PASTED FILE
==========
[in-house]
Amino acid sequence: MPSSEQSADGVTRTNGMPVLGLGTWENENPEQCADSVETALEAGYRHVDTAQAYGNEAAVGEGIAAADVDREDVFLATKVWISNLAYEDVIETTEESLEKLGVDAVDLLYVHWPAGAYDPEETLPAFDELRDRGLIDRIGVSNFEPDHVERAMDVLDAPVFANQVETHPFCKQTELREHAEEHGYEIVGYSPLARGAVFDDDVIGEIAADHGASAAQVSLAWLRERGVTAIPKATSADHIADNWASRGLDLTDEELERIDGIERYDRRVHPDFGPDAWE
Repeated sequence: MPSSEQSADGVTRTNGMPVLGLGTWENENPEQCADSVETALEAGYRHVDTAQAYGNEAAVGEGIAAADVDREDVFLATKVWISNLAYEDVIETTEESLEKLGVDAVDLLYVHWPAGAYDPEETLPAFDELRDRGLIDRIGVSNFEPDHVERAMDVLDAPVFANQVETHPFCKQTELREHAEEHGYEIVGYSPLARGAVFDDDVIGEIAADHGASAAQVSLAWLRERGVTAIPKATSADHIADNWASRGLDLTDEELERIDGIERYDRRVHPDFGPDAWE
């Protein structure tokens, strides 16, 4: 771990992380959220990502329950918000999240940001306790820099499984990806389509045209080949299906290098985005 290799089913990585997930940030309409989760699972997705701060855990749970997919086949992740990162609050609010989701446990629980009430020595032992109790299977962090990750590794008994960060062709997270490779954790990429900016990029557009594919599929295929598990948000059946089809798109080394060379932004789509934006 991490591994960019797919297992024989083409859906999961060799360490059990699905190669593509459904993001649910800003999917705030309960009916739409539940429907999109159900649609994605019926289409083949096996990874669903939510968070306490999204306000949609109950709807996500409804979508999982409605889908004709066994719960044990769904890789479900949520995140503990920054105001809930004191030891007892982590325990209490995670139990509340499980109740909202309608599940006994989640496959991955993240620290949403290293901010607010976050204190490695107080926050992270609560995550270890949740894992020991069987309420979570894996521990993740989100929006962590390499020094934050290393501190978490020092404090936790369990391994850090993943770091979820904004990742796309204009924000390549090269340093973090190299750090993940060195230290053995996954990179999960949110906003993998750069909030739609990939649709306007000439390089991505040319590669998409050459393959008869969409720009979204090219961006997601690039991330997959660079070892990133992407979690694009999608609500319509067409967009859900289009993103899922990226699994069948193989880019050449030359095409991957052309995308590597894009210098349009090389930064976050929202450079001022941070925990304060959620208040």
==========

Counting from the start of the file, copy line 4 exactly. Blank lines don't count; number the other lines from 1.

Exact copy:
């Protein structure tokens, strides 16, 4: 771990992380959220990502329950918000999240940001306790820099499984990806389509045209080949299906290098985005 290799089913990585997930940030309409989760699972997705701060855990749970997919086949992740990162609050609010989701446990629980009430020595032992109790299977962090990750590794008994960060062709997270490779954790990429900016990029557009594919599929295929598990948000059946089809798109080394060379932004789509934006 991490591994960019797919297992024989083409859906999961060799360490059990699905190669593509459904993001649910800003999917705030309960009916739409539940429907999109159900649609994605019926289409083949096996990874669903939510968070306490999204306000949609109950709807996500409804979508999982409605889908004709066994719960044990769904890789479900949520995140503990920054105001809930004191030891007892982590325990209490995670139990509340499980109740909202309608599940006994989640496959991955993240620290949403290293901010607010976050204190490695107080926050992270609560995550270890949740894992020991069987309420979570894996521990993740989100929006962590390499020094934050290393501190978490020092404090936790369990391994850090993943770091979820904004990742796309204009924000390549090269340093973090190299750090993940060195230290053995996954990179999960949110906003993998750069909030739609990939649709306007000439390089991505040319590669998409050459393959008869969409720009979204090219961006997601690039991330997959660079070892990133992407979690694009999608609500319509067409967009859900289009993103899922990226699994069948193989880019050449030359095409991957052309995308590597894009210098349009090389930064976050929202450079001022941070925990304060959620208040």